Regions

The Asian Jobs Ladder Is Broken

Duane Helleloid, Ph.D.  |  International Business

For the past several decades, labor-intensive manufacturing of textiles and clothing has shifted from higher wage countries to lower wage countries, and in the process helped bring jobs and economic growth to increasingly poorer countries. With advances in technology and automation, however, that regular shift to the next country with lower pay levels may be coming to an end.

China's Robot Revolution

Duane Helleloid, Ph.D.  |  International Business

China is fast becoming one of the larger markets for workplace automation. This has led to the development of a large number of Chinese companies in the robotics and automation industries, though many currently just assemble components designed and manufactured by leading German, American, and Japanese robotics companies. But in the process, these companies and Chinese central planners are working to create a competitive robotics industry in China.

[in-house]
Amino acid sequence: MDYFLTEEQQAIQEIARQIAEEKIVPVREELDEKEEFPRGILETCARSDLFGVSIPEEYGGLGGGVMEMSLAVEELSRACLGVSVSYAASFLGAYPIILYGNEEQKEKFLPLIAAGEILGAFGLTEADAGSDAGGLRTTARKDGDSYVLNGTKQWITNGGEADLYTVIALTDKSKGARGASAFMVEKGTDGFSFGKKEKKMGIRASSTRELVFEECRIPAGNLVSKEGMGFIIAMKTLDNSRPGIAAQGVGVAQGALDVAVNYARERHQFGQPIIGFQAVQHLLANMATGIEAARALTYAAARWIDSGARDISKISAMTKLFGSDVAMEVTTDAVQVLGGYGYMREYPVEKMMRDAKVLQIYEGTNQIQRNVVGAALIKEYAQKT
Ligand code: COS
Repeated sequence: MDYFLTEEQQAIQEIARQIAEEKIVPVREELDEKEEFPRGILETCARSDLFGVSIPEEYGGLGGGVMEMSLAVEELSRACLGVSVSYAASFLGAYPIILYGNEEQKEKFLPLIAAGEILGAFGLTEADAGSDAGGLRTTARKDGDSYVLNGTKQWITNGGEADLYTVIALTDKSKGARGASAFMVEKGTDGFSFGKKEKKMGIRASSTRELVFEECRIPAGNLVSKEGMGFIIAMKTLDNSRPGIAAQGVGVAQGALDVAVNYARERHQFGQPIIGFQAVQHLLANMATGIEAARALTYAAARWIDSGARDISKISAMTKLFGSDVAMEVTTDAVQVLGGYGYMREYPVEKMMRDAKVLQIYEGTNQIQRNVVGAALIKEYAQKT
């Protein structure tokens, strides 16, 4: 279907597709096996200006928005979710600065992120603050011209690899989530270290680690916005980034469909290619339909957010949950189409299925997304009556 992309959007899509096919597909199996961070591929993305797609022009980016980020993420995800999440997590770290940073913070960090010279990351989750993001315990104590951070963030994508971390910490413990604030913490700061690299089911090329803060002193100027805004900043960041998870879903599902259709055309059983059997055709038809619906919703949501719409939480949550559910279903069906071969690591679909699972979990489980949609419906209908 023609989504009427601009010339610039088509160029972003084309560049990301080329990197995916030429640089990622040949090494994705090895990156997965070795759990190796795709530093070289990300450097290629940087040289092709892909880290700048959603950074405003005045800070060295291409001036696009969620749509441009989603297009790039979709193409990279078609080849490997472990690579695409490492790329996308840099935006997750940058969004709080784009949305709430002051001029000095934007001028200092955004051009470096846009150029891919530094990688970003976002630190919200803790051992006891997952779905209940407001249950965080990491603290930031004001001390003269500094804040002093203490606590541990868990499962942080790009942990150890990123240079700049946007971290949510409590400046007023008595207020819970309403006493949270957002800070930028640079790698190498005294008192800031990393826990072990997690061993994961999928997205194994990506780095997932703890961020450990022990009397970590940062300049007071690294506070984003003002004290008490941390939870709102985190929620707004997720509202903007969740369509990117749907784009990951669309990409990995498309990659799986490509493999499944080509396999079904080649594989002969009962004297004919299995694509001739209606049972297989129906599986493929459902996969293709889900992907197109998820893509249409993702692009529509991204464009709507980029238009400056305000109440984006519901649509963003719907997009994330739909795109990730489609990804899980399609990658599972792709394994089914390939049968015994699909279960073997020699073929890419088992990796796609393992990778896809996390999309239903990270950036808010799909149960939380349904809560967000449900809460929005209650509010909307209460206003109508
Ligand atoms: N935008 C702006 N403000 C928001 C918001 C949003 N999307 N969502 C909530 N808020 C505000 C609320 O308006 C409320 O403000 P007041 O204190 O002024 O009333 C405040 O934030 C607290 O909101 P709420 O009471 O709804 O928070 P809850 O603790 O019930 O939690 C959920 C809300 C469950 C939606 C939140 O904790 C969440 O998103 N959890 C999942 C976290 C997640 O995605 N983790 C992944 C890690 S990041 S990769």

Japan’s Big Bet

Thomas Coe  |  Business Fundamentals

Gambling is big business in Japan, and the casino gaming industry is about to see how big legalized gambling can be. Recent legislation will permit casinos to operate in the country. The potential size could be on a scale that dwarfs Las Vegas or even approaches the revenues of Macau.

China Challenges the Giants With Low Fares

Duane Helleloid, Ph.D.  |  International Business

China's state-owned airlines are adding international routes and gaining marketshare from international competitors. Part of the reason behind their success is price-based competition that allows customers to save hundreds of dollars compared to other large international competitors. But the growth is also attributable to an increasing number of Chinese customers who may favor domestic over foreign carriers.